Gelatine in vaccines accessible text

Gelatine in vaccines 

Gelatine derived from pigs is used in some live vaccines as a stabiliser to protect live viruses against the effects of temperature.

The gelatine in vaccines is highly purified and hydrolysed (broken down by water), so it is different from the natural gelatine used in foods.

Very sensitive scientific tests have shown that no DNA from pigs can be detected in the nasal flu vaccine.

The UK Health Security Agency (UKHSA) spoke to the Kashrut and Medicines Information Service, who said: ‘It should be noted that according to Jewish laws, there is no problem with porcine or other animal-derived ingredients in non-oral products. This includes vaccines, including those administered via the nose, injections, suppositories, creams and ointments.’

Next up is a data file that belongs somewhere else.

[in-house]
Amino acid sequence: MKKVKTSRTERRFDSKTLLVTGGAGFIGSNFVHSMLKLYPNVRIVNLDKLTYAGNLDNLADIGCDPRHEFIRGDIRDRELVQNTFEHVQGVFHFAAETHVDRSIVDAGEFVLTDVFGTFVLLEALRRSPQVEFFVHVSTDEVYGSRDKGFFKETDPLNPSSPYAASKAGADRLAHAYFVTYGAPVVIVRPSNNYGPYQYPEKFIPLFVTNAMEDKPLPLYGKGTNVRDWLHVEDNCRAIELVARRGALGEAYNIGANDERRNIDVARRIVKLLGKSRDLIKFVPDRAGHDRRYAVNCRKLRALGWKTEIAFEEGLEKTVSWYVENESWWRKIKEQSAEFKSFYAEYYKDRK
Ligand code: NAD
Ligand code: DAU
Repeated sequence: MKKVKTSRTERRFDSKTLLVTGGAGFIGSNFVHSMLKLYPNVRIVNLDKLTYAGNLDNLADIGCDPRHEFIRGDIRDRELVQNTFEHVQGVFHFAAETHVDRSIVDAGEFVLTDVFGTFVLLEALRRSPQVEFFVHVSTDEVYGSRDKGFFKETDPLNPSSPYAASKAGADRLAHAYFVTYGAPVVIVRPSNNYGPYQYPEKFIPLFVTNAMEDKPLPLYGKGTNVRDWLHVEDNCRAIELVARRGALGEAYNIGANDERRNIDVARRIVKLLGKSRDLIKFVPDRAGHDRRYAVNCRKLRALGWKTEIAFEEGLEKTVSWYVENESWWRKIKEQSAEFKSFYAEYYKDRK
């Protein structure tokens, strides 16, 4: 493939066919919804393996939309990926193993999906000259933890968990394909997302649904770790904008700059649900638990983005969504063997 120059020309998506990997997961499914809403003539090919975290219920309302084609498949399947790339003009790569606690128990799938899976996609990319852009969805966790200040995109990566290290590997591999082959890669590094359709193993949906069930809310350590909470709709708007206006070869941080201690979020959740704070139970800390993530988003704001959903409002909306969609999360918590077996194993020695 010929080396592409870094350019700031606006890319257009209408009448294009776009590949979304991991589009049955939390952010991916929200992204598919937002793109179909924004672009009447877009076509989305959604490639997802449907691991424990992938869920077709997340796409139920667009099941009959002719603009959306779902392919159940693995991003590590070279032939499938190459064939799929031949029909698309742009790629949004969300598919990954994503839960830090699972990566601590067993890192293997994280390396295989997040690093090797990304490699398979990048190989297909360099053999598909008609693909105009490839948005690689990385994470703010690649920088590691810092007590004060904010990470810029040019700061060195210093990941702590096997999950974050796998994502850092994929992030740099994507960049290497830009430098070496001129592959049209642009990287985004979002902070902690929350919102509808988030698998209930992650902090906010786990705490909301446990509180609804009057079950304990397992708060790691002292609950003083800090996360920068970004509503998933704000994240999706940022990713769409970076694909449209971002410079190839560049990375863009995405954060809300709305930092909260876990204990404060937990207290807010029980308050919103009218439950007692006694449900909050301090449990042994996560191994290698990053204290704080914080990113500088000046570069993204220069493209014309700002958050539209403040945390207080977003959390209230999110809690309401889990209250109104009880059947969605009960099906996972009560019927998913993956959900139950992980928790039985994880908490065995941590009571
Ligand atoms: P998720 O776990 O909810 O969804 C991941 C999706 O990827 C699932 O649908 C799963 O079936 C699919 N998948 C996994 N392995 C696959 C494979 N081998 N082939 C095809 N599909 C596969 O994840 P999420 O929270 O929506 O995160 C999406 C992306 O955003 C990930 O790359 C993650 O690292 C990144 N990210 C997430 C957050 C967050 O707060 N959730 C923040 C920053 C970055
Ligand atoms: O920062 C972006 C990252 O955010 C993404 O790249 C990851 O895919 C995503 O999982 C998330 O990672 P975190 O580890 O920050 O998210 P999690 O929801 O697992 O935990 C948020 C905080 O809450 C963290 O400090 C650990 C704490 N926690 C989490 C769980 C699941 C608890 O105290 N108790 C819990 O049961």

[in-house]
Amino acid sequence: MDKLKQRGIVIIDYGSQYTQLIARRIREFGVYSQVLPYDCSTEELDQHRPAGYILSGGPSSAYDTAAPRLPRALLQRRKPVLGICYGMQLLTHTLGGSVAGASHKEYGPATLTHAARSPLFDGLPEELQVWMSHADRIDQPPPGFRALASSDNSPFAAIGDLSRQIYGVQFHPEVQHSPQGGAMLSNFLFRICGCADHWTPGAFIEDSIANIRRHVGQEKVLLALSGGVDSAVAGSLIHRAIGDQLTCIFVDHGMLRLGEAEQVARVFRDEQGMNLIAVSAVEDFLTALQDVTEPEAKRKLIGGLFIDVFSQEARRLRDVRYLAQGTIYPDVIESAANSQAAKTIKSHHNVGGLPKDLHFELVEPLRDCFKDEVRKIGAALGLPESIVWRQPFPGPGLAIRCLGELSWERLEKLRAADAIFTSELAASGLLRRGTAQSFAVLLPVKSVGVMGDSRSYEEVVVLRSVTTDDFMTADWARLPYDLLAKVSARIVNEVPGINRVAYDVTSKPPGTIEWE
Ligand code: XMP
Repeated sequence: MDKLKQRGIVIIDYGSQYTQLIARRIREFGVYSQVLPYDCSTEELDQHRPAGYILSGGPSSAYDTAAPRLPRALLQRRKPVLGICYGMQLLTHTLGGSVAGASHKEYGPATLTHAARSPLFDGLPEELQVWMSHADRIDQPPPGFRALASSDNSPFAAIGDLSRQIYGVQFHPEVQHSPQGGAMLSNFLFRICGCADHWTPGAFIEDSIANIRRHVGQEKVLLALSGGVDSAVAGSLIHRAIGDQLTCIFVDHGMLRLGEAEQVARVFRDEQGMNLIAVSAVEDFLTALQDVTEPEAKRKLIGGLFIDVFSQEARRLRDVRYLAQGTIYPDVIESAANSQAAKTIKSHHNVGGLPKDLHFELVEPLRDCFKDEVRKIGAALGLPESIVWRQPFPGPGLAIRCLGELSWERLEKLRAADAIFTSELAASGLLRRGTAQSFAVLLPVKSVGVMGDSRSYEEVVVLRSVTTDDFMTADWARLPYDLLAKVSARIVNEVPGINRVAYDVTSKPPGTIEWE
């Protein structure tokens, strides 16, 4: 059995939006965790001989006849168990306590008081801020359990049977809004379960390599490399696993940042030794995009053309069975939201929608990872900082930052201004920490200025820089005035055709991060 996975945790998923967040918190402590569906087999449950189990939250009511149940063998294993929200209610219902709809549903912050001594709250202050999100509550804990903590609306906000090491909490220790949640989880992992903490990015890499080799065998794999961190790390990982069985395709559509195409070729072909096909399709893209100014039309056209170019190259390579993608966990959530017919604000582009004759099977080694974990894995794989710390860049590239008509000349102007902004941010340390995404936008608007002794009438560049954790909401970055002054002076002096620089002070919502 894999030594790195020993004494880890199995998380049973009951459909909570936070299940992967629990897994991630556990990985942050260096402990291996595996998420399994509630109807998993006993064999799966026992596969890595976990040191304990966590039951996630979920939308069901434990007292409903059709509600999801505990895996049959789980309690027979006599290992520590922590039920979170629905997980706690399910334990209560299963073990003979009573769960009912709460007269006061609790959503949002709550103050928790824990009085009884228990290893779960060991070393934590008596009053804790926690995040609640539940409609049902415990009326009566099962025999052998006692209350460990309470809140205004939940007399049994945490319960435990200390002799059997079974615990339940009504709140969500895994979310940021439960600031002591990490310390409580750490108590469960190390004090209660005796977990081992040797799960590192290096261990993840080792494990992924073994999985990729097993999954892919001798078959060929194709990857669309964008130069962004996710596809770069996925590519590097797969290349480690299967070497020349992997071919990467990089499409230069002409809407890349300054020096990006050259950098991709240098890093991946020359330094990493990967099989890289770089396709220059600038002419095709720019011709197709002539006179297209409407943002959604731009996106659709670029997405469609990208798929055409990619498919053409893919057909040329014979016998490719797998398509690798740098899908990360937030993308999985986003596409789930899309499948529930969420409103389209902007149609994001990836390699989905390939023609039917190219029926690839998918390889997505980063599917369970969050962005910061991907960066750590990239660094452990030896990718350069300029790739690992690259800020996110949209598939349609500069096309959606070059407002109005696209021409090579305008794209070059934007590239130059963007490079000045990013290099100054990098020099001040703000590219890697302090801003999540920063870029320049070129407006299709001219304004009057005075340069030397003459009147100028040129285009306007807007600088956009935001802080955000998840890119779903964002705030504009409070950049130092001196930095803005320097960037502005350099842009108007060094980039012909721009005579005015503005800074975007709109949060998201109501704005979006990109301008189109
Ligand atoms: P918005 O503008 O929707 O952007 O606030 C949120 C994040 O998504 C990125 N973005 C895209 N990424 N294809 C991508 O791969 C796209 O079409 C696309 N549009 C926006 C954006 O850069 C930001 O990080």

Some Muslim leaders have also ruled that the use of gelatine in vaccines does not break religious dietary laws, because it is highly purified, and it is injected or inhaled rather than eaten.